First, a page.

Candidates for sheriff say the incumbent isn’t the reformer he promised to be
By Gary Walker
The two men challenging the reelection of Los Angeles County Sheriff Jim McDonnell are staking out opposite positions on how they would lead the nation’s largest sheriff’s department, leaving the incumbent in the center with a target squarely on his back.
Retired L.A. County Sheriff’s Cmdr. Bob Lindsey promises to restore deputies’ trust in top brass by eliminating what he calls “unjust and retaliatory” disciplinary measures under McDonnell.
Current L.A. County Sheriff’s Lt. Alex Villanueva promises to clean out the remnants of “pay-to-play” high-ranking leadership from the days of Lee Baca and Paul Tanaka, the former sheriff and undersheriff convicted last year of obstruction of justice related to an FBI investigation into the abuse of jail inmates. Lindsey and Villanueva are slated to attend a candidate forum on Tuesday, Feb. 13, in Marina del Rey — the first and possibly only Westside sheriff’s candidate forum ahead of the June 5 primary. McDonnell has a previous engagement in Washington D.C. and will not attend, according to his office. He could not be reached for comments on the race.
According to February campaign finance reports, McDonnell has raised $326,300 in campaign contributions, compared to Lindsey’s $108,572 and Villanueva’s $14,484.
After defeating Tanaka by a landslide in the November 2014 election, McDonnell spoke to The Argonaut about “restoring the shine on the badge” and “restoring the trust of the public we serve and the pride and the morale of the men and women of the organization as well.”
But Villanueva and Lindsey dismiss McDonnell’s talk of reform as empty rhetoric. They say he’s allowed a culture of favoritism and incompetence to persist in ways similar to how others in the department have described the Baca-Tanaka years.
“Seeing how to reform the department with fresh eyes did not pan out for the incumbent. Deputies are angry and confused, there’s a lack of leadership, and morale is extremely low,” asserts Villanueva, a 32- year department veteran. “I didn’t think that it could get any lower than it was with Baca and Tanaka, but McDonnell has done it.”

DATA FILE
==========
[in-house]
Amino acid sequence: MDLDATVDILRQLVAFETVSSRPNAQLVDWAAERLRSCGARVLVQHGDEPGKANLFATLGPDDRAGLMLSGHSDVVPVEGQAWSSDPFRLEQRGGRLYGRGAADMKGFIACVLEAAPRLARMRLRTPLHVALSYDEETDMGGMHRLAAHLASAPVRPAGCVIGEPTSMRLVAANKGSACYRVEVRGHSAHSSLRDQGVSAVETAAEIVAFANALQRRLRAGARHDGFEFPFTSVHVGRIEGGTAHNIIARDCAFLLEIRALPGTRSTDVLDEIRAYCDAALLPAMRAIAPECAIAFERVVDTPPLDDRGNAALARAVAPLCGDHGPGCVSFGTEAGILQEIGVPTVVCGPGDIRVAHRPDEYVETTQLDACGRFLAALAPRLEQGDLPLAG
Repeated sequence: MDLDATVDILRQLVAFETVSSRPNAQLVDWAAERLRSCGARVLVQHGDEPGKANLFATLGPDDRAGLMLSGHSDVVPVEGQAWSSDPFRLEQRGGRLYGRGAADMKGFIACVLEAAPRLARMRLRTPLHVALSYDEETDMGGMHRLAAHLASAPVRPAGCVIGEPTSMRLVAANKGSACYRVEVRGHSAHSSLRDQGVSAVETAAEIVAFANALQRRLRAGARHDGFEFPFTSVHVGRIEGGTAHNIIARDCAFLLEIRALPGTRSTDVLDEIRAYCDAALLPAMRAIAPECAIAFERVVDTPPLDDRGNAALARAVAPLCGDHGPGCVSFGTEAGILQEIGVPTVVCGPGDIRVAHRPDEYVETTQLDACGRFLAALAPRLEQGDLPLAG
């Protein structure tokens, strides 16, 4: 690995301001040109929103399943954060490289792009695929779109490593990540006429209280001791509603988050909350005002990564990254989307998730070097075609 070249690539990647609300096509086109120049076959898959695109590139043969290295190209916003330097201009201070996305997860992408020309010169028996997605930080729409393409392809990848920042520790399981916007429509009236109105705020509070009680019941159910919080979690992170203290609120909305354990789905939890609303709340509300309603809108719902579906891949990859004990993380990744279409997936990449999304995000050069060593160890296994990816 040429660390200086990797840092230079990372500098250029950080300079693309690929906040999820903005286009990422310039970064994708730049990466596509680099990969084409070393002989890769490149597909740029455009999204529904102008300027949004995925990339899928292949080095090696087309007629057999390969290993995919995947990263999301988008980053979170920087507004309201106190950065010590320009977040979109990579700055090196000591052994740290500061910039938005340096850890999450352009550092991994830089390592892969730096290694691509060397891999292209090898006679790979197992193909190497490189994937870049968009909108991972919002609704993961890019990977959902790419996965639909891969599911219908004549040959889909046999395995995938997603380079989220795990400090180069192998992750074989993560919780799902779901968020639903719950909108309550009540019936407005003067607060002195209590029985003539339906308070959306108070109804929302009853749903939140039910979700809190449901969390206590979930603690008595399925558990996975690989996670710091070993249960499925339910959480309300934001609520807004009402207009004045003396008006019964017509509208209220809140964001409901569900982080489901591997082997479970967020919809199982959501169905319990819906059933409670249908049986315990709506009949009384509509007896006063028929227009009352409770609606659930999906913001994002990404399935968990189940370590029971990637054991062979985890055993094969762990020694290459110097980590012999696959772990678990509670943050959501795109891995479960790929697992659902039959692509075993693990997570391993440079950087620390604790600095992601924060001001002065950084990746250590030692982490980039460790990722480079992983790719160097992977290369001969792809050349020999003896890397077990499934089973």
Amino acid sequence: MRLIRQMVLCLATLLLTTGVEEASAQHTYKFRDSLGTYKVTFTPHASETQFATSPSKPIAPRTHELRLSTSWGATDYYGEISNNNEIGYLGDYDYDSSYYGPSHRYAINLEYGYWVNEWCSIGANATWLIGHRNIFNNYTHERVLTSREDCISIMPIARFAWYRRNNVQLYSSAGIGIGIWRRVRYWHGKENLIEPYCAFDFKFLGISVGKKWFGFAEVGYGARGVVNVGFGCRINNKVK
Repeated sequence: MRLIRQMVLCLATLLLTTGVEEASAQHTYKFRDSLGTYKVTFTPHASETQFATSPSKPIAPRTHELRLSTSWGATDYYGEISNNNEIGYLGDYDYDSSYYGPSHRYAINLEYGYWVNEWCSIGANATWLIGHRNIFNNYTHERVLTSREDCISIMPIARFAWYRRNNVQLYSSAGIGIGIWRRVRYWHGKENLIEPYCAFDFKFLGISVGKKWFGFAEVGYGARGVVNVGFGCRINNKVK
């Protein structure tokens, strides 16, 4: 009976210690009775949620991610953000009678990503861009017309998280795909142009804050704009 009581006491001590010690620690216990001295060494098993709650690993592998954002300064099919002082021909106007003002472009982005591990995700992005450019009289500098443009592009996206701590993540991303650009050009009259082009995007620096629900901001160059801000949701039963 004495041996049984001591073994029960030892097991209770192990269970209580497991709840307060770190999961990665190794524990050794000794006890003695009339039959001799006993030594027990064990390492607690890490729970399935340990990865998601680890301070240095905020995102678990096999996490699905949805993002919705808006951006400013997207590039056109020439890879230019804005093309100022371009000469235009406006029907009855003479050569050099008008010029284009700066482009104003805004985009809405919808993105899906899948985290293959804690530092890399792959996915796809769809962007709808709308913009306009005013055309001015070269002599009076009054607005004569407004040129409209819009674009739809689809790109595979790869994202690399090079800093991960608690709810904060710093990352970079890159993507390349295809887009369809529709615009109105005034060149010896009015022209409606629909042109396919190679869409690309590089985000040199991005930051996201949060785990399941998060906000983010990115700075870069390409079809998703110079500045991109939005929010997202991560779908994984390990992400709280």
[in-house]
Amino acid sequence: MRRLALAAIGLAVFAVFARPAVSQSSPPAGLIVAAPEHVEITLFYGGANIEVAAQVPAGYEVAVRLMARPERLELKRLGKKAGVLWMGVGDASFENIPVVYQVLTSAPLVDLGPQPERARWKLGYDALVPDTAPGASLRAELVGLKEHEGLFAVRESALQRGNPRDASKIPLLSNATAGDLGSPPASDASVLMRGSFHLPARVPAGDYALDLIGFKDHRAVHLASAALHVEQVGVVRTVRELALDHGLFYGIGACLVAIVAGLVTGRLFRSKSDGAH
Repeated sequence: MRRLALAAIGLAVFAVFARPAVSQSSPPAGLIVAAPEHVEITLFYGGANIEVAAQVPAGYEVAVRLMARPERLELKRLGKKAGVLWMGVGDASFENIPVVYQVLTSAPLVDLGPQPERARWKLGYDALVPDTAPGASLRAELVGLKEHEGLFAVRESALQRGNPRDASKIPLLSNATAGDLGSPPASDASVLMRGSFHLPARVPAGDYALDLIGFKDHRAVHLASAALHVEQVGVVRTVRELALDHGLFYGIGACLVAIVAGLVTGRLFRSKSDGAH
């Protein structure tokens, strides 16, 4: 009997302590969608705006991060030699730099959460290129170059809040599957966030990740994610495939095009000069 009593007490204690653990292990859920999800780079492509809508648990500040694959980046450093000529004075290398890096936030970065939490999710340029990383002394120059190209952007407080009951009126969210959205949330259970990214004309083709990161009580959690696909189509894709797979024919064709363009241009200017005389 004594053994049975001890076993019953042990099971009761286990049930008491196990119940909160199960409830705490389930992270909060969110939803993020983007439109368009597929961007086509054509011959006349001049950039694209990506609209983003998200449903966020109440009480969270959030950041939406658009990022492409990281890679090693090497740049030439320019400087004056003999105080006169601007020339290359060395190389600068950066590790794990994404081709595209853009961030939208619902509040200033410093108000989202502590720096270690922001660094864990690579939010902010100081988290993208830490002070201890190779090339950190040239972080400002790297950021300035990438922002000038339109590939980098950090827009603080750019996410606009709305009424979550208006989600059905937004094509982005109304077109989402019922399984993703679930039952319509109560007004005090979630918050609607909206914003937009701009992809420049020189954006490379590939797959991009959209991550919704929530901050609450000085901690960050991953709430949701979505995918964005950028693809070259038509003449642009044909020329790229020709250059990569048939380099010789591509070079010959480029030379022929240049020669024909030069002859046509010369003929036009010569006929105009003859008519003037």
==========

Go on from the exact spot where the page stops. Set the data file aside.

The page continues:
Lindsey, who currently supervises security for the state superior courts, says his long history within the department — also 32 years — gives him the insight to know how to motivate the department’s nearly 1,000 sworn deputies.
“I know exactly what’s happening inside of the department, and it’s in crisis right now,” Lindsey said. “The current sheriff has changed rules of discipline to take deputies and make them victims. They can’t do proactive policing anymore. Deputies don’t want to engage anymore because this sheriff leads by fear. Most deputies don’t fear discipline. … They fear unfair discipline.”
Villanueva said that in addition to implementing merit-based management policies and higher education requirements for aspiring deputies, he’d fix low morale in the department by cleaning house at the top.
“I expect a wholesale turnover of the executive staff if I assume office,” said Villanueva, who initially gave McDonnell the benefit of the doubt. But, “By 2016 I realized that this guy is no different than the preceding sheriffs. He failed to read the terrain when he entered office and never ventured outside his own cadre of people and talked to his line staff.”
Lindsey said he would “always be available to the community, and deputies will know that they have my support.”
The forum is at 7:15 p.m. Tuesday (Feb. 13) in the Burton Chace Park Community Room, 13650 Mindanao Way, Marina del Rey. RSVP Required. Call (310) 569-6333 or email email@example.com.